Data Curation for Young Adults

If you are over 40 you probably remember when most, if not all, news Tv, news radio and newspapers were presenting and representing facts. News was news, fact. We still had opinion and editorialized stories, but they were labeled as such so there was no misinterpreting them for real news. Names like Walter Cronkite, Dan Rather and Connie Chung to name a few, were voices of fact.

In today’s instant access to mainstream media I am finding it difficult to weigh through the constant news cycle understanding what is fact and what is opinion (not fact). If this is difficult for adults, how hard must it be for kids and young adults? Understanding how the system works can help you guide your children in curating their data stream. With a bit of help from parents, kids can develop best practices and a “gut feel” for bad information.

A couple of things have taken place to get us to this point in the “opinion based” news world. The 24/7 news cycle is just too much airtime to fill, who gets credit for reporting a story first, and finally the injection of Corporate America’s wealthiest into news.

There is just too much open airtime in a 24/7 news cycle. Stories get dragged out till they are no longer completely factual. Being “First” is now more important than being “Right”. The click economy requires you to report on stories without verifying sources or having all the facts. They use terms like “allegedly and unnamed sources” so you get those first clickers which equate to dollars. Finally, starting back in the 70’s corporate America started really forcing their hand in the news cycle. The consolidation of companies presenting the news has left only a handful of folks in charge. We now see this manifest itself as the wealthiest trying to be the conscience of the country. Imposing their opinions on the news cycle. Just because you are wealthy or have built a very successful business does not mean your opinion is more correct or valuable than others.

In today’s world you may see a story in mainstream media that is represented differently depending on which news channel you watch. That story may have two or three different perspectives on the facts thus reporting stories are completely different. If you merely present partial facts, it is not factual. If you are injecting factual information into a story, it is also not innately factual. Mainstream media hosts injecting opinion into a story to try and grab your attention is not factual. The sensationalizing of stories to get more viewers, readers and clicks to monetize is making fact-based news hard to find.

Going further down the rabbit hole. Our search engine algorithms (Google, Yahoo, Bing) Are powerful tools that have improved the standard of living, yet they are accompanied by very dangerous pitfalls. They are great in that it is like having the world’s library at your fingertips. The downside that affects the news we consume is the confirmation bias that it creates. You will tend to only see one side of the story based on your search terms. If you do a search on the decline of butterfly populations, you will then see more and more stories on the decline, and may not see the stories or successes Entomologists are creating to save butterflies.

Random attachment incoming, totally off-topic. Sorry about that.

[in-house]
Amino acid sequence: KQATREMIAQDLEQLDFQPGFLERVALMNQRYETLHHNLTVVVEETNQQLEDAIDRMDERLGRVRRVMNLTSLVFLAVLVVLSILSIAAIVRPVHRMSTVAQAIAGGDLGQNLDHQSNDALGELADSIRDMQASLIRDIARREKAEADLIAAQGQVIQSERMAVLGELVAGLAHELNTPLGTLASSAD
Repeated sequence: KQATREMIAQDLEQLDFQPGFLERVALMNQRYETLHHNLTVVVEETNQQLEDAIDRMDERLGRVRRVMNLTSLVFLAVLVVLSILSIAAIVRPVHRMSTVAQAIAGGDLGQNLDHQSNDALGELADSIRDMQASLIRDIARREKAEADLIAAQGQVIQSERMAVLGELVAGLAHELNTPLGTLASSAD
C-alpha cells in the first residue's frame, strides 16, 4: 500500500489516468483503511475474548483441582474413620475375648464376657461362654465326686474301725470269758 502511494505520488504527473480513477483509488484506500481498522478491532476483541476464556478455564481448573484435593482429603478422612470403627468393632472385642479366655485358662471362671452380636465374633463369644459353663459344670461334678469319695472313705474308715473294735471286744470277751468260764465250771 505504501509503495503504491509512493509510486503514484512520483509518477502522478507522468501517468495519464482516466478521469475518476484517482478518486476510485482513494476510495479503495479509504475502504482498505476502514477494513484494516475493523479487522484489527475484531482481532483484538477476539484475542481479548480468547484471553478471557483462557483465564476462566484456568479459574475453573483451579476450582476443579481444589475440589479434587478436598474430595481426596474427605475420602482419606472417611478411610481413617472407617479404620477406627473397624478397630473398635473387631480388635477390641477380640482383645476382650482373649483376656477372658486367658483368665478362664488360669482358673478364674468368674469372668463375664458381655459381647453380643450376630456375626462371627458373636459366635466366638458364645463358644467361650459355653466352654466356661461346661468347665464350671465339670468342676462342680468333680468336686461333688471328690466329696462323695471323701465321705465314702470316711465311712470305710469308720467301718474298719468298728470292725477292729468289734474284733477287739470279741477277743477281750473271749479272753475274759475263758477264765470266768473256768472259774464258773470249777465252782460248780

How do you help your kids become expert consumers of content? Curating their data feed they see on their phones from YouTube, Twitter, Snapchat or Tik Tok is building good research habits. That’s right, kids do not watch the mainstream news. The news community knows this, and they have invaded these other platforms. Here are some basic tips to help your child build the ability to discern fact from fiction. Remember, this is a process that takes time and re-enforcement.

  1. When performing a search online don’t just use the first result. Dig deeper. When was the last time you went to page two on a Google search?
  2. Just because you heard it or read it online does not make it factual.
  3. Be a skeptic. Don’t just believe the first thing you hear or read. Remember opinion now looks like fact. Ask questions, search those questions you have. Teach your children to be research experts.
  4. If it sounds too good to be true, or too bad to be true, then it probably isn’t true. This age old advice is even more important now that opinion based news articles are everywhere online. We have all seen those “Click Bait” articles at the bottom of pages online. Your kids will see them too.
  5. Don’t believe headlines. The news providers know they can drag you into reading their story if they hook you with an over inflated or even false headline.
  1. Kids are “Quick” consumers online. It takes time to find the facts, don’t allow them to fall into the “Quick Hit” trap.
  1. Don’t let mainstream media control your beliefs or opinions. It’s not easy to take your time and research a story. You want to get all the facts then make up your own mind. Don’t let mainstream news personalities make up your mind. Be an independent thinker because you did the research.

Summary: Most of the news organizations are fighting to get your attention. Your attention is how they make money in advertising or subscriptions. Just because someone looks good online or is a great speaker doesn’t mean they are relaying facts. You want to be an independent thinker, building your very own “Gut Feel” for what is right and what is wrong, what is fact and what is fiction. Be a skeptic, ask lots of questions and research both sides of the story.